Eight Days in the Yucatan: Day 3-5
Day 3: Ek' Balam and Merida
The ruins at Ek’ Balam are smaller than those of Chichen Itza, but more architecturally unique.
Before leaving for Merida, we recommend taking a taxi to see the ruins of Ek’ Balam – a secluded but charming set of ruins about 20 minutes north of Valladolid. Taxis can be found near the bus station. Collectivo taxis run between Valladolid and Ek’ Balam for around $12 each way, and the cost can be split amongst 4-6 people (depending on the size of the car). If you are traveling alone or with someone else, you may have to wait for the driver to collect additional passengers in order to share the cost. If you are in a hurry, you can pay the entire fare outright.
The structure known as The Twins, atop of which there are two mirroring temples on either side.
Ek’ Balam (which in Mayan means “dark jaguar”) is smaller and quieter than Chichen Itza, but still very impressive. One of the benefits of visiting smaller ruins is that you are allowed to climb all over everything. The site contains 15 or so well-excavated structures. Of note is the massive El Torre (or Acropolis) which rises 98 ft (30m) above the tree line, providing scenic views in every direction.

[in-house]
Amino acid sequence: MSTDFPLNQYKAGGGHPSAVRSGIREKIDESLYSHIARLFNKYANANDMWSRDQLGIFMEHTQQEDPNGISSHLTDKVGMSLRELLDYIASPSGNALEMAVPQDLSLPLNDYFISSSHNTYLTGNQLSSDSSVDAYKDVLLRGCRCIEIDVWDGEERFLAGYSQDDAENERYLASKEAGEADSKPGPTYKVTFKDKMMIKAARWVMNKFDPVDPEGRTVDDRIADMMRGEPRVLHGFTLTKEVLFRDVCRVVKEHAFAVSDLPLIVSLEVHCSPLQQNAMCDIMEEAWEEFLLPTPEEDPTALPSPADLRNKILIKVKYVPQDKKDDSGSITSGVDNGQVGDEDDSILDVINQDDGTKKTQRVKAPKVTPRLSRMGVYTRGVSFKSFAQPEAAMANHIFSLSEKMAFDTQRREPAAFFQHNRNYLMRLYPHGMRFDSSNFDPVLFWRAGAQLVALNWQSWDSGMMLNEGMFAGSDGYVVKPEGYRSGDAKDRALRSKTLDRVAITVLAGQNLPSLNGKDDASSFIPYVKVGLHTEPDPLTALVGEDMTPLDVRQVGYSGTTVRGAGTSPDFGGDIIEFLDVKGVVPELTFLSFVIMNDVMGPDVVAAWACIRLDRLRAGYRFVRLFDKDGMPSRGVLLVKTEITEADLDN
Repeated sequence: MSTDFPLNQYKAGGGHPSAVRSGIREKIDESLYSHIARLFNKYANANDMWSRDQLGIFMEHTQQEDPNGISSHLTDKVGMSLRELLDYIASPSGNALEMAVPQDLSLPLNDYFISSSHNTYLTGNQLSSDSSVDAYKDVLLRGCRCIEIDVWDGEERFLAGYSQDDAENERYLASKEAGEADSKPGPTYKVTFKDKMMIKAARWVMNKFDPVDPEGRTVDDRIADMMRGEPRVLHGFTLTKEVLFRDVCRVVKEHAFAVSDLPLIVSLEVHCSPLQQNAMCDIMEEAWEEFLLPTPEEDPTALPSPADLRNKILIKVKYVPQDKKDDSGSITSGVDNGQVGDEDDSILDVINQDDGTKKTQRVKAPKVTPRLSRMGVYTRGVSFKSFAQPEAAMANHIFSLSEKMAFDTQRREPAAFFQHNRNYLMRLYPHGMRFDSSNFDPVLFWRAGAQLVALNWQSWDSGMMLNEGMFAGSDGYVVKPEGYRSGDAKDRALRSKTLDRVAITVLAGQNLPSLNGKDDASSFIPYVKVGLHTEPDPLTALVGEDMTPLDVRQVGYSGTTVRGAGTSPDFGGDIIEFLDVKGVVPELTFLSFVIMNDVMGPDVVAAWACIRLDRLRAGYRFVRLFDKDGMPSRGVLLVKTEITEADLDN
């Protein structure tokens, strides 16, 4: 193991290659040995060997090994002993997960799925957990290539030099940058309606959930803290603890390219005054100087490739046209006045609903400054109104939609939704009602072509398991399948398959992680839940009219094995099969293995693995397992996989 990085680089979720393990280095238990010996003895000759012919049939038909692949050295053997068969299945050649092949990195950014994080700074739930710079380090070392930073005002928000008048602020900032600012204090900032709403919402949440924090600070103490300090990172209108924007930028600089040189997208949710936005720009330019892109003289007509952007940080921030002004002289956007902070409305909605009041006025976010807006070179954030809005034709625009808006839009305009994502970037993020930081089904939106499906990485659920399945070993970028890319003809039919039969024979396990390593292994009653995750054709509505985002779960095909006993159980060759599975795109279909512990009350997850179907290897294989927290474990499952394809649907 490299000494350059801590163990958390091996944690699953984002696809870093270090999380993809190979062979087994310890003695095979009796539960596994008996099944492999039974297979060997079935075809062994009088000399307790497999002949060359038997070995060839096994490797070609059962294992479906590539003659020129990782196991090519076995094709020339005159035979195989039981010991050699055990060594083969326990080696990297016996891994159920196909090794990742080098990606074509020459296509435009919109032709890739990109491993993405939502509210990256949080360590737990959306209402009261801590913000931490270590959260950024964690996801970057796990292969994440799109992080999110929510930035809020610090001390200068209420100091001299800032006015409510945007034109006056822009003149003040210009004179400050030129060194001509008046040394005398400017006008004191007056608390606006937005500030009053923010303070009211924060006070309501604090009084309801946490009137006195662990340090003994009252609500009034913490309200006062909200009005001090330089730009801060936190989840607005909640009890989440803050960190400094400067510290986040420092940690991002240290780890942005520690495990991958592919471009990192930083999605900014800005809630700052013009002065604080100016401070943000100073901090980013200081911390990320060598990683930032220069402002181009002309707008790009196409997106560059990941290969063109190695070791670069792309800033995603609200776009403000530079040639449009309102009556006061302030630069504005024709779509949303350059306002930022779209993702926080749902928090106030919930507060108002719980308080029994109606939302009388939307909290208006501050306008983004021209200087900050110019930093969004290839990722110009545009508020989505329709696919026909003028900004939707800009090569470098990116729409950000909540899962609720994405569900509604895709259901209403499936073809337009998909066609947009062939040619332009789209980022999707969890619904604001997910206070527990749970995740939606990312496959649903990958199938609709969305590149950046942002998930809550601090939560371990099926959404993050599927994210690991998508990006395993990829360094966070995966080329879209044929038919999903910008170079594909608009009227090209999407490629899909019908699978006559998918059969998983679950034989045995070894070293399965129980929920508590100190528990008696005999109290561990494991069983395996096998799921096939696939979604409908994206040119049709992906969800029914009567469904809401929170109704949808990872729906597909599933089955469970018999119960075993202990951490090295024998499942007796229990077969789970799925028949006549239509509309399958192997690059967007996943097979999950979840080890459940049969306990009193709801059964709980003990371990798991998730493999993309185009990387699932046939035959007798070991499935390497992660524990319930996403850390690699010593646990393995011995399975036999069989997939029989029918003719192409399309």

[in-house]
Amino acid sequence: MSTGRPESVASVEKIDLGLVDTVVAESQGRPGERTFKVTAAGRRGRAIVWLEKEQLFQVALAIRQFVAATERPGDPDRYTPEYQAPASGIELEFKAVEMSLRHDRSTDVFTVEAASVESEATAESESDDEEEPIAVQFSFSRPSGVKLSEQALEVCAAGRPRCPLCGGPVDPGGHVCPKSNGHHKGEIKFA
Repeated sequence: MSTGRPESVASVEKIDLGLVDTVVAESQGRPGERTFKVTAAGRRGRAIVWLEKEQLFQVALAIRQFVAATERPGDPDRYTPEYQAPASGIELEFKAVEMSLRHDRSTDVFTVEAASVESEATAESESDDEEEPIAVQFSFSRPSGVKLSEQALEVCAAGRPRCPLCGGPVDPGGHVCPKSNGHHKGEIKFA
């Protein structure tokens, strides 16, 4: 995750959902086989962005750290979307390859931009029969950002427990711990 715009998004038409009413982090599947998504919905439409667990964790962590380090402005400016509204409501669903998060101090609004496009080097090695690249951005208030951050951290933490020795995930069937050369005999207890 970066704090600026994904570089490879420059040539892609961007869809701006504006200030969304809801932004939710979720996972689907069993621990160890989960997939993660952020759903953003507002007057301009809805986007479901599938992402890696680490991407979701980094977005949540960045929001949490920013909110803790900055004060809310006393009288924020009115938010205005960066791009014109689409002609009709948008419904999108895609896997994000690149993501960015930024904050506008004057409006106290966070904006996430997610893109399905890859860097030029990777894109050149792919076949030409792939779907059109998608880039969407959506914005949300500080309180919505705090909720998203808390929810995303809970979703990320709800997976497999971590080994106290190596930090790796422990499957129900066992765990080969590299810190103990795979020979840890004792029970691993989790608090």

The imposing central pyramid known as El Torre (or Acropolis) easily surpasses Chichen Itza’s El Castillo in size.
Admission cost for Ek’ Balam is around $2.80 with an additional $5 for the tourism tax (which is included in all attractions within the state of Quintana Roo). Each of these fees must be paid at a separate window in the visitor center. The site is open from 8am to 5pm.
There is a picturesque Cenote Xcanhé about 1 mi (1.5k) east of the Ek’ Balam ruins. A dirt road runs from the entrance to the archeological park to the cenote. There are two ways to get to the cenote: by foot (for free), or by renting a bike at the visitor center (much faster and more fun; $5.60). Admission to the cenote is around $2.40, but the fee can often be waved through negotiation when you opt to rent bicycles.
The city of Merida is the capital, and cultural heart and soul of the Yucatan. Bus fare from Valladolid to Merida costs around $12 one way and the trip takes 3 hours. You’ll arrive in the “White City” at the first class bus station, CAME, from which you can easily take a taxi to any location in the city.
The colonial city of Merida is the heart of the Yucatan